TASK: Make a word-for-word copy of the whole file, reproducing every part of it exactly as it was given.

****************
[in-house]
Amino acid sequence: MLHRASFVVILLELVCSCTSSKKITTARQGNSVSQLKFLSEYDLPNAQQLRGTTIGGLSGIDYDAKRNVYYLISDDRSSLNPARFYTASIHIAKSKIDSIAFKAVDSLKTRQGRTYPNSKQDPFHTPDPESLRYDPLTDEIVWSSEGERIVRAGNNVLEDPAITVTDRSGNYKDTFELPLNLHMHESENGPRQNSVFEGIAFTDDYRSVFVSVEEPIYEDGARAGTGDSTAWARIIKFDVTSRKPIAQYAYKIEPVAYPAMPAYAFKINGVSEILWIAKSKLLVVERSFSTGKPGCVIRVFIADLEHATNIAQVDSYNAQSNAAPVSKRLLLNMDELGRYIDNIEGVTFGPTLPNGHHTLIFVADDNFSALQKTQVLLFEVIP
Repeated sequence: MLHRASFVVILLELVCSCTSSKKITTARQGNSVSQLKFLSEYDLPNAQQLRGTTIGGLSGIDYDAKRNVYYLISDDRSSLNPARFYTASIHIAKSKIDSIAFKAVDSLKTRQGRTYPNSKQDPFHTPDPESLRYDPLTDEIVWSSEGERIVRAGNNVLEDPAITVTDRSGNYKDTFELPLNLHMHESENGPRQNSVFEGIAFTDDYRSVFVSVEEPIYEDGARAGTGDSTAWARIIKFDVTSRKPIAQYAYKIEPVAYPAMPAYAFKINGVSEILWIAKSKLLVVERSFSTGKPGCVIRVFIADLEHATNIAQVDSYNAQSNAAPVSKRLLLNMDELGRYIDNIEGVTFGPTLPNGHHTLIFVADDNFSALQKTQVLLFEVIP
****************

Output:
[in-house]
Amino acid sequence: MLHRASFVVILLELVCSCTSSKKITTARQGNSVSQLKFLSEYDLPNAQQLRGTTIGGLSGIDYDAKRNVYYLISDDRSSLNPARFYTASIHIAKSKIDSIAFKAVDSLKTRQGRTYPNSKQDPFHTPDPESLRYDPLTDEIVWSSEGERIVRAGNNVLEDPAITVTDRSGNYKDTFELPLNLHMHESENGPRQNSVFEGIAFTDDYRSVFVSVEEPIYEDGARAGTGDSTAWARIIKFDVTSRKPIAQYAYKIEPVAYPAMPAYAFKINGVSEILWIAKSKLLVVERSFSTGKPGCVIRVFIADLEHATNIAQVDSYNAQSNAAPVSKRLLLNMDELGRYIDNIEGVTFGPTLPNGHHTLIFVADDNFSALQKTQVLLFEVIP
Repeated sequence: MLHRASFVVILLELVCSCTSSKKITTARQGNSVSQLKFLSEYDLPNAQQLRGTTIGGLSGIDYDAKRNVYYLISDDRSSLNPARFYTASIHIAKSKIDSIAFKAVDSLKTRQGRTYPNSKQDPFHTPDPESLRYDPLTDEIVWSSEGERIVRAGNNVLEDPAITVTDRSGNYKDTFELPLNLHMHESENGPRQNSVFEGIAFTDDYRSVFVSVEEPIYEDGARAGTGDSTAWARIIKFDVTSRKPIAQYAYKIEPVAYPAMPAYAFKINGVSEILWIAKSKLLVVERSFSTGKPGCVIRVFIADLEHATNIAQVDSYNAQSNAAPVSKRLLLNMDELGRYIDNIEGVTFGPTLPNGHHTLIFVADDNFSALQKTQVLLFEVIP